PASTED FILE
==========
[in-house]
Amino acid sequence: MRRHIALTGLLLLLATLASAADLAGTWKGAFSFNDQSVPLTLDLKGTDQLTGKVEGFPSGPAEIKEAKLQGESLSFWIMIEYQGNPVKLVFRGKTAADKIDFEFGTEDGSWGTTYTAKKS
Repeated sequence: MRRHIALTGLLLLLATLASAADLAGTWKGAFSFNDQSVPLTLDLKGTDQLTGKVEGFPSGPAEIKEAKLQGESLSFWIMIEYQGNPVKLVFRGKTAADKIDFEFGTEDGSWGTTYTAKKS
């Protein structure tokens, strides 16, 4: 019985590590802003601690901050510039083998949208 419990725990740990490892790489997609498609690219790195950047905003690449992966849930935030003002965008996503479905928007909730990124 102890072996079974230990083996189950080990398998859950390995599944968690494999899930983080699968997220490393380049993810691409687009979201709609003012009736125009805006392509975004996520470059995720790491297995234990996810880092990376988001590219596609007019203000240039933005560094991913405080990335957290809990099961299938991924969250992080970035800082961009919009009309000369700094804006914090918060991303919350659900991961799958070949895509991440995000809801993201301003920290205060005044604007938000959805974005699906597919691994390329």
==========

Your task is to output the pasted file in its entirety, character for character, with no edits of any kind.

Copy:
[in-house]
Amino acid sequence: MRRHIALTGLLLLLATLASAADLAGTWKGAFSFNDQSVPLTLDLKGTDQLTGKVEGFPSGPAEIKEAKLQGESLSFWIMIEYQGNPVKLVFRGKTAADKIDFEFGTEDGSWGTTYTAKKS
Repeated sequence: MRRHIALTGLLLLLATLASAADLAGTWKGAFSFNDQSVPLTLDLKGTDQLTGKVEGFPSGPAEIKEAKLQGESLSFWIMIEYQGNPVKLVFRGKTAADKIDFEFGTEDGSWGTTYTAKKS
């Protein structure tokens, strides 16, 4: 019985590590802003601690901050510039083998949208 419990725990740990490892790489997609498609690219790195950047905003690449992966849930935030003002965008996503479905928007909730990124 102890072996079974230990083996189950080990398998859950390995599944968690494999899930983080699968997220490393380049993810691409687009979201709609003012009736125009805006392509975004996520470059995720790491297995234990996810880092990376988001590219596609007019203000240039933005560094991913405080990335957290809990099961299938991924969250992080970035800082961009919009009309000369700094804006914090918060991303919350659900991961799958070949895509991440995000809801993201301003920290205060005044604007938000959805974005699906597919691994390329």